Monday, August 17, 2009

David Hockney blues (with apologies to Patricia Barber)

(ETA, giving credit where due: It was Tommy Francisco who suggested, brilliantly, that they sing a different shade of blues in the California Delta. As for Patricia Barber, she sings a song "If I were blue" that evokes some of the same imagery.)

We spent the weekend at a friend's wedding in the California Delta, the floodplain formed by the convergence of several large rivers on their way to San Francisco Bay. I didn't really know before this that California had a delta, and it took me a little while to figure out the general geography; but by the time I had it down, we were driving with another couple out along the winding roads beside the levees. We passed dusty, sunburnt hayfields, recently mown, and orchards heavy with yellow pears. Tall, square California Victorian houses stood close by the roadside, their proximity as much an indicator of their vintage as anything else; in the age of fast-moving motor vehicles, you build farther from the road. Their size is a relic of a previous age, too, when space was in greater supply, and their height a sign of a building tradition that hadn't yet caught on to the cooling properties of single-story houses. They stand shaded in their copses of still taller pine and cypress and sycamore trees, which stand head and shoulders above the fields and orchards. The broad, lazy, slow-moving river, the levees, the dusty fields, and the withering sun made for a very Huck Finn sort of scene, transplanted from another delta entirely, where they sing a different shade of blues.

To complete the picture, the wedding was held at a sort of robber baron mansion, built circa 1917 in a late Belle Epoque Italianate style. It wasn't as bad as it could have been: many things that strictly speaking ought to have been gilded were not, for example. The wedding itself took place outdoors, under a wrought-iron gazebo that stood for a chuppah, and was utterly adorable, from the hat and white rose left across one seat for the bride's deceased father, to the top-hatted three-year-old nephew as attendant, to the participation of the couple's Old English Sheepdog, Bilbo (as ringbearer, naturally). A pair of butterflies danced together over the gazebo as the couple pronounced their vows.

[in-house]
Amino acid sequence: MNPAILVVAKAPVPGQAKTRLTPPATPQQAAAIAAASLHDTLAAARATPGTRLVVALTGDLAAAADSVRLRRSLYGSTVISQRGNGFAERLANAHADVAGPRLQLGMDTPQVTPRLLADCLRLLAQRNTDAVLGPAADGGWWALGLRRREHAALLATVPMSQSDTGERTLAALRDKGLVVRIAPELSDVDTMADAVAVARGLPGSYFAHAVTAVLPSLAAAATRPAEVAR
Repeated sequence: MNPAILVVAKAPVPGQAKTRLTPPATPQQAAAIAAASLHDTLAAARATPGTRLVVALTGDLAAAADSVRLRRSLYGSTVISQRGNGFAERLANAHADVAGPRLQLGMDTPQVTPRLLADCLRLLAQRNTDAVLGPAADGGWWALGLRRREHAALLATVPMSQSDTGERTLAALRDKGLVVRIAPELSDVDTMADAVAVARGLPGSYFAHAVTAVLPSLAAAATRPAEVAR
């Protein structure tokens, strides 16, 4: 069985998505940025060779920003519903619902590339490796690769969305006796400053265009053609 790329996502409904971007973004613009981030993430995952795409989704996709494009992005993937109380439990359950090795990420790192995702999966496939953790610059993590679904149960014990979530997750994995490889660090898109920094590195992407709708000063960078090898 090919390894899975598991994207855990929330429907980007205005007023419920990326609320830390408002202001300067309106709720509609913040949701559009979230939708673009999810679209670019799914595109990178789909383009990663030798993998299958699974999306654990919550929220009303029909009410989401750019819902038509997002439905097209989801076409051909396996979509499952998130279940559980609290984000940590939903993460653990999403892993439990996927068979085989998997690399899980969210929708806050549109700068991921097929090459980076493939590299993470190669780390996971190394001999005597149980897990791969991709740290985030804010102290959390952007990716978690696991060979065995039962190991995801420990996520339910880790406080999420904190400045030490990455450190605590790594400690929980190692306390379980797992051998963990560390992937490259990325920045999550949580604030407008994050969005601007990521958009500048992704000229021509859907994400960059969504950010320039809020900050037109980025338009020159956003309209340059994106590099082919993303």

The interior of the house had been optimistically redecorated with a Victorian profusion of reproduction paintings, chosen according to a slightly cockeyed logic that was fascinating to an art historian. The airy dining room where the dinner was held, with its faux frescoes, was densely hung with reproductions of Canaletto paintings (views of Venice) and plaster Roman reliefs. The "Hemingway bar" contained engravings of the great houses of Europe, alongside a rather tatty zebra skin and several antelope heads. I didn't see the interior of any of the suites on the third floor, where the wedding party stayed, but a number of the closer friends of the couple, ourselves included, spent the night in rooms on the fourth floor, which let onto a central attic full of sofas and low tables. The rooms themselves were named after misspelled painters, a strange collection, but one that seemed logical enough when we saw that the "Van Gough room" was decorated with oil reproductions of Van Gogh's paintings (sometimes more than one reproduction of the same work, actually), along with a copy of Leonardo's "Lady with an Ermine." By contrast, we stayed in the "Michael Angelo room" which was decorated with reproductions of paintings by Joshua Reynolds and William Holman Hunt. I know, I don't get it either. There was a plaster bust which may have been a reproduction of one of Michelangelo's works. The other two rooms were the "Leonardo Devinci room" and the "Pablo Picasso room" but we didn't see the decor of these.

Our friend A. immediately opined that the decoration of the central chamber put her in mind of a bordello. I wasn't quite sure myself, although it did have a certain amount of dark red velvet drapery and gold-colored fringe. The art was an odd collection of several rather nice reproductions of Classical Greek bronzes (heads and torsos) and a jumbled mass of reproduction paintings of nudes in the coy nineteenth-century French Academy style, including Ingres' Grande Odalisque and The Source, Bouguereau's Le Printemps and Nymphs and Satyr, and others in the same vein. I think the count of exposed breasts alone could explain A.'s reaction. That said, the intent of the place was brilliant: to allow some of the guests to stay on late into the night (and indeed overnight) and avoid the danger of driving home along narrow, winding, levee-edge roads after a protracted party. We didn't get to bed until three, which made it hard to get up the next morning; but get up we did, and wind our way back along the river's edge, out of the slow-moving, sun-baked delta and back to urban reality.

No comments: